New help planned for drought-stricken farms

BY SUSAN KIM | NEW WINDSOR, MD | August 28, 1999


NEW WINDSOR, MD (Aug. 28, 1999) -- The rain has come too little, too

late for mid-Atlantic farmers plagued with lost crops, a severe hay

shortage, mounting equipment bills, and overbearing anxiety about

simple survival.

But help is on its way. Interfaith leaders are creating an initiative

called Family Farm Drought Response to offer comprehensive

assistance to mid-Atlantic farmers.

During a consultation Thursday at the Church of the Brethren (COB)

Service Center in New Windsor, response workers, after sharing

reports assessing farmers' needs, realized that help must be both

immediate and long-term. Among the groups involved, besides COB, are

Christian Reformed World Relief Committee (CRWRC), Church World

Service (CWS), Lutheran Disaster Response (LDR), Mennonite Disaster

Services (MDS), Orphan Grain Train, Presbyterian Disaster Assistance,

and the United Methodist Committee on Relief.

"What I am sensing is that we need to respond on many levels, in many

ways, within many timeframes," said Stan Noffsinger, center

coordinator. "All these faith-based groups have certain strengths in

certain areas, and we need to combine those strengths for the best

response."

Reports of farmers' needs -- some given by farmers themselves -- were

sobering. In addition to losing most of this year's crops, farmers are

now feeding their livestock hay and grain that should be reserved for

December. Wells have gone dry, and annual feed and equipment bills

are mounting.

In order to make ends meet, many are selling livestock, working

off-farm jobs, and cutting up trees on their property to use the

foliage as feed. Others are being forced to sell farms that have been

in their family for several generations.

Family Farm Drought Response will begin meeting immediate needs by

collecting and distributing donations of hay and grain, expanding an

effort already initiated through MDS. "Several weeks ago, we just

starting asking farmers if they needed hay, and we got so many 'yes'

answers that we've been deluged with requests ever since," said Tom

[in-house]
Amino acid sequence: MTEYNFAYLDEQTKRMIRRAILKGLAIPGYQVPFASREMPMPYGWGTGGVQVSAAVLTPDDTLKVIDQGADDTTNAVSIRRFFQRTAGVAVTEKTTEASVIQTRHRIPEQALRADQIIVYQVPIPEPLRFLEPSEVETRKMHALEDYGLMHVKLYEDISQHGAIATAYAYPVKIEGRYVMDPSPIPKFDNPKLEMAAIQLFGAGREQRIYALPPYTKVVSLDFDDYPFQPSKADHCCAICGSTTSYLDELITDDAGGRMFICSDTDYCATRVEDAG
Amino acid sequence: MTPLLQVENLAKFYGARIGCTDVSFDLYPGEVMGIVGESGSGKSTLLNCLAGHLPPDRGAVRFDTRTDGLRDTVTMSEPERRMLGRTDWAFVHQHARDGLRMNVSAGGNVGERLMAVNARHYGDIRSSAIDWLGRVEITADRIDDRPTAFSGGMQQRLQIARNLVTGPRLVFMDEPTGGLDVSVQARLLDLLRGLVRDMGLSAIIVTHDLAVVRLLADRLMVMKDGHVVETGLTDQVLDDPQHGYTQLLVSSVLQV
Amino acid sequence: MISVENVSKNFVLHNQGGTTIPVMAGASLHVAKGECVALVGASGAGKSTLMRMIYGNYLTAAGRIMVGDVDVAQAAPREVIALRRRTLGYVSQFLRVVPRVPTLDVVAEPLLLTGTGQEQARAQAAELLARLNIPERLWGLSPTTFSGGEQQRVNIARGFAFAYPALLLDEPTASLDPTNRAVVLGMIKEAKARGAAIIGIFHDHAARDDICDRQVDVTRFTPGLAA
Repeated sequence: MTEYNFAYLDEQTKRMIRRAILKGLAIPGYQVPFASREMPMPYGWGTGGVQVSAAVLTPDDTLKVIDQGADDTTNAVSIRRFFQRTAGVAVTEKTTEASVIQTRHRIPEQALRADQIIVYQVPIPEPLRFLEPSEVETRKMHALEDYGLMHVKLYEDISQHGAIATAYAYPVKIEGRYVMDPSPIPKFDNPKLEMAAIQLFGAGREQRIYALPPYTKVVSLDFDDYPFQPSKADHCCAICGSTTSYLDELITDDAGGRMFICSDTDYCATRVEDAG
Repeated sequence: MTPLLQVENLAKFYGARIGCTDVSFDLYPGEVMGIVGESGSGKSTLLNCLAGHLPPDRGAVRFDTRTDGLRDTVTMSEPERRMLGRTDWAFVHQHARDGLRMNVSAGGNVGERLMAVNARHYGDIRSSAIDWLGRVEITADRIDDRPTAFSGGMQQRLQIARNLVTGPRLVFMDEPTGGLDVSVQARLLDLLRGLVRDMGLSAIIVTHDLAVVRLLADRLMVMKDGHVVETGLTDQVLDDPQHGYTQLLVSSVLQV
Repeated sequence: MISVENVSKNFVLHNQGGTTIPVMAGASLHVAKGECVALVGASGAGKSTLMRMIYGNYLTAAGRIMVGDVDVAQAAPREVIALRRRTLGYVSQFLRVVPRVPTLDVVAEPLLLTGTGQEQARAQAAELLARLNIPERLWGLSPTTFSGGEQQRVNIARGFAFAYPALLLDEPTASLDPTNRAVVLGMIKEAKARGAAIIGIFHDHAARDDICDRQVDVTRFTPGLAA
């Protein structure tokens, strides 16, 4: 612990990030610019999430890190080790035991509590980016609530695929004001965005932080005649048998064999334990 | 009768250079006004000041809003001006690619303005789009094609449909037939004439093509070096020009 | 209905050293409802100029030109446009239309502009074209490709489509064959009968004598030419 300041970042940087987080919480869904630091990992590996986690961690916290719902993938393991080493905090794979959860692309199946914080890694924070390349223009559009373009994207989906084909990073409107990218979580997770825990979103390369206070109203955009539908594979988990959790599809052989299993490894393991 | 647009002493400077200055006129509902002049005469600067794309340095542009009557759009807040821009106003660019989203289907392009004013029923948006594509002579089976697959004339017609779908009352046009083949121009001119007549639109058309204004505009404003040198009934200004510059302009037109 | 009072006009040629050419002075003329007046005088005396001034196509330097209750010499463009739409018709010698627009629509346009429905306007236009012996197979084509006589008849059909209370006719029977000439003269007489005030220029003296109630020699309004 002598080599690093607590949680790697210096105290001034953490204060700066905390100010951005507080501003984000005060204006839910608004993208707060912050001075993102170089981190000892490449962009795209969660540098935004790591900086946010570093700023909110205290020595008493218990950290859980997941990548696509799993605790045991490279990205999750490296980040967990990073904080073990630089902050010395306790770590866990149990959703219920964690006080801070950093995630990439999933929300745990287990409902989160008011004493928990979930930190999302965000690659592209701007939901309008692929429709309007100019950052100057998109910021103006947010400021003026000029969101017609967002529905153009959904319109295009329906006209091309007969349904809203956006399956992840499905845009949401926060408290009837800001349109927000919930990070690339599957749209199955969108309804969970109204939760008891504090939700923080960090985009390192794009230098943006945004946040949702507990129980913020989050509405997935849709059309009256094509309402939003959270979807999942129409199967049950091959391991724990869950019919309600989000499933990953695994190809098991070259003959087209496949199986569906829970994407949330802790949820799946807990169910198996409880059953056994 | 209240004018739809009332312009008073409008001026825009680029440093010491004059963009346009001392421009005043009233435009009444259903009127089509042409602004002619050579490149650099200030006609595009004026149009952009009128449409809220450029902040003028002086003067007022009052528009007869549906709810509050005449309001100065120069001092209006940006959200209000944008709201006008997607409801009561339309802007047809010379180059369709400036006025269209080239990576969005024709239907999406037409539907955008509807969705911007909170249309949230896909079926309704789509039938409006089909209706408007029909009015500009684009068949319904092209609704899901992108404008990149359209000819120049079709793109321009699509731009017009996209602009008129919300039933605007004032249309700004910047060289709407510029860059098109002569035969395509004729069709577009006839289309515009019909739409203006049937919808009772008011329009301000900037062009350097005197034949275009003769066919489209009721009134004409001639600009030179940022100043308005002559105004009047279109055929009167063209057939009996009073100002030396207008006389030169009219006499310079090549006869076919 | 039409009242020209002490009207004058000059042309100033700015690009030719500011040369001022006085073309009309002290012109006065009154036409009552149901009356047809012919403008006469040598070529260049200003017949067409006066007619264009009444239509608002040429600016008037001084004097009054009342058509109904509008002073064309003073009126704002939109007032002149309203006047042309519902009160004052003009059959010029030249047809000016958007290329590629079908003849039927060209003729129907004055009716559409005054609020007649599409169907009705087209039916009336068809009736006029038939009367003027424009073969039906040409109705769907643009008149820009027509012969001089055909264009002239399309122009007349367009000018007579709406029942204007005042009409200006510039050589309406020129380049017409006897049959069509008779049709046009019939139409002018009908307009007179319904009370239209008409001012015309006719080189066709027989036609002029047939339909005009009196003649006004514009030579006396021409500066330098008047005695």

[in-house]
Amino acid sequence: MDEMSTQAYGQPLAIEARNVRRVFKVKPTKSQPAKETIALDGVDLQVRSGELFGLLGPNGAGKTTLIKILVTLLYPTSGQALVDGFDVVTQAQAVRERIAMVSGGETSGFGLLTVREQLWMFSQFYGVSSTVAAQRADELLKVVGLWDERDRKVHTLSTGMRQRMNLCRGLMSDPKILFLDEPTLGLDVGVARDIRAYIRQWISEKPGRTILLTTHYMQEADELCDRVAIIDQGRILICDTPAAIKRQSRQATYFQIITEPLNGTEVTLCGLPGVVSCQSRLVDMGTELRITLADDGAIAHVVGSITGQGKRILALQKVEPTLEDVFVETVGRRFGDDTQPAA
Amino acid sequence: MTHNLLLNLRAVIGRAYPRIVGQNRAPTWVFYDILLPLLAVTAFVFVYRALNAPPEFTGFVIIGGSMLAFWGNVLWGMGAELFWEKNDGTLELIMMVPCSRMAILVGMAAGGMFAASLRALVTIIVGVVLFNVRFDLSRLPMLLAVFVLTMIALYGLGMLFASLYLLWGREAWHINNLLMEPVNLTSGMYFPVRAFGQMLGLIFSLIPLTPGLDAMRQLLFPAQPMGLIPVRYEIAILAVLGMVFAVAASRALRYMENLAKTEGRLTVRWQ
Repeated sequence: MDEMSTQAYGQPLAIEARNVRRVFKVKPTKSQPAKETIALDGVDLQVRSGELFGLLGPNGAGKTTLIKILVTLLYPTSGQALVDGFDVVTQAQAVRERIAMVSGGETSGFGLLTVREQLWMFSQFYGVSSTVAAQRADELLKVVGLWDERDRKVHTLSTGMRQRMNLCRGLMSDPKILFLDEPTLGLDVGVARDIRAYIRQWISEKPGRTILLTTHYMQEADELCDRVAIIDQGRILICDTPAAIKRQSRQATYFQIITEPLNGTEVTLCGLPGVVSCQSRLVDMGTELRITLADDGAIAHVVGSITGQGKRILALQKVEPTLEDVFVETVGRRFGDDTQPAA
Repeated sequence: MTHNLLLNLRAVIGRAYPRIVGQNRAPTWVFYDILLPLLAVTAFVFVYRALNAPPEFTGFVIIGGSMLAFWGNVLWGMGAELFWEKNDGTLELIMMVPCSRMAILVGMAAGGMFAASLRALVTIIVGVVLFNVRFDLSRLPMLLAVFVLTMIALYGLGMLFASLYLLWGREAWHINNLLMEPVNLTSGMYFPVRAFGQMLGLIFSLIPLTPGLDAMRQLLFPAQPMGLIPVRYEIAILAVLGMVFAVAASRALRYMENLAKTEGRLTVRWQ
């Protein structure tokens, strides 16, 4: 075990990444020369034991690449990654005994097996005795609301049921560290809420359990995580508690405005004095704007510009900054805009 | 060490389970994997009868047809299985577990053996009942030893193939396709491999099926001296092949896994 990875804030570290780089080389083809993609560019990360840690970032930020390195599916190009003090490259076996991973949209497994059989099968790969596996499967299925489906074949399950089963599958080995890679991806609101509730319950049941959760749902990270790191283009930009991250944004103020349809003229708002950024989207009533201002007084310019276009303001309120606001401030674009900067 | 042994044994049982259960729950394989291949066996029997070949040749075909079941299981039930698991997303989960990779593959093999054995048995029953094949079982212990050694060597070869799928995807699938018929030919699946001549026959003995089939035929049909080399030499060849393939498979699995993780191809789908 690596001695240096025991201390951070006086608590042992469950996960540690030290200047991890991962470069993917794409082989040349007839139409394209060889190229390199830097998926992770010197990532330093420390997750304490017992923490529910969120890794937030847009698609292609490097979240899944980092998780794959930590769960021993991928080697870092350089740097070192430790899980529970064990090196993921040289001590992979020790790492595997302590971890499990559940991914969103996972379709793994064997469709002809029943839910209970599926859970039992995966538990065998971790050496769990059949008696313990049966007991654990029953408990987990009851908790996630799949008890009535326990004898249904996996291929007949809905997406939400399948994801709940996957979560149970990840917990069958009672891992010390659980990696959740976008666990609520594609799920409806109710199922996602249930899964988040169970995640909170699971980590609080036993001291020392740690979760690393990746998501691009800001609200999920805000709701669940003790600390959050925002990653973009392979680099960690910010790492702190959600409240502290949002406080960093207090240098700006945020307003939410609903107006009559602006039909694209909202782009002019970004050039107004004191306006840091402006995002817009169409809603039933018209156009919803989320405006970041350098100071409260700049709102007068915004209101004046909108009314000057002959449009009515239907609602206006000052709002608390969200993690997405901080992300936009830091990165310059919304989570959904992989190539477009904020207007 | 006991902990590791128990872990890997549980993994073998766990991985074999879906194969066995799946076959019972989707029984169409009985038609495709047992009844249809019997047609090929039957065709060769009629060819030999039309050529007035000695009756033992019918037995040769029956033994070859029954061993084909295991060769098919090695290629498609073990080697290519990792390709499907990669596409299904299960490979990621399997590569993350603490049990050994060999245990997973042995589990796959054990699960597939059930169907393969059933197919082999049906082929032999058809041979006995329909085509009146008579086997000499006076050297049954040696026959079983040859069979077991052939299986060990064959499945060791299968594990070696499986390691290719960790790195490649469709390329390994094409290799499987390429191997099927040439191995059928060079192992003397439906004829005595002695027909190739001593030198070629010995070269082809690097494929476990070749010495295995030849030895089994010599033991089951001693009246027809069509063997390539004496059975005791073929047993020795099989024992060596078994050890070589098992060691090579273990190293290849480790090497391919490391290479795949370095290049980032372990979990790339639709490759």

Smucker, an MDS coordinator. Farmers as far away as Nebraska have

voiced their willingness to donate hay and grain, remembering past

years when they received similar donations from farmers in the east.

But arranging transportation can be logistically challenging and

expensive, said Smucker. "We need to approach trucking companies,

railroads, and individual volunteers willing to donate

transportation."

Family Farm Drought Response will also initiate financial appeals

through national denominational boards as well as through local

churches. Many farmers need emergency funds to pay for annual

equipment or feed bills.

For long-term response, Family Farm Drought Response also includes a

mental health component. "I have seen a state of depression and

anxiety among, for example, North Dakota farmers that I do not want

mid-Atlantic farmers to reach," said Shirley Norman, a COB and Church

World Service disaster response facilitator. "We have got to

intervene before suicide rates rise."

Many farmers whose land has been in their family for generations face

feelings of shame, anger, and depression when they realize they could

lose the farm. "The stress is just unbelievable," said Johanna Olson,

assistant director for LDR. "These are people who have always managed

to get by if they work hard. They can be very independent and will

only ask for help if their situation is dire."

Family Farm Drought Response has at least one other partner already

willing to provide some assistance: Farm Aid, the assistance program

coordinated by country music star Willie Nelson that attracts

donations and grants worldwide.

"Many family farms live on the edge economically, and one disaster

can jeopardize their ability to cover basic living expenses," said

Carolyn Mugar, Farm Aid executive director. Farm Aid is coordinating

a concert event in Virginia on Sept. 12 with hopes of raising

thousands more dollars.

Another component of Family Farm Drought Response is education --

informing farmers of the help already available from the Federal

Emergency Management Agency, Farm Service Agency, Small Business

Administration, and Federal Crop Insurance Corporation -- and also

informing local congregations and the general public about the

situation farmers are facing.

"Most people just go to the grocery store, buy their food, and don't

think about where it's coming from," said Leon Yoder, a COB pastor in

Mercersburg, PA who has a farming background. "People will see that

it's raining and think 'what's the problem?' I think if they knew how

bad this situation is, though, they would want to help."

Family Farm Drought Response (FFDR) focuses on family farms, rather

than corporate ones, because assessments indicated that is the group

most in need. "It's hard to draw the line of where response should

focus, but we must," said Noffsinger. "We must, because that's the

most helpful way we can use our resources and our people."

Family Farm Drought Response will also approach celebrities and

foundations for funding. "We will be planning a fundraising strategy

that taps into these potential resources," said Bob Arnold, associate

director for the CWS emergency response program.

"Sometimes with a situation like this that's so widespread, you feel

like any effort you make is just adrop in the bucket," added Art

Jackson, a CRWRC and CWS disaster response coordinator. "But, I tell

you, if we get enough drops, we can fill up the bucket."

Posted Aug. 28, 1999


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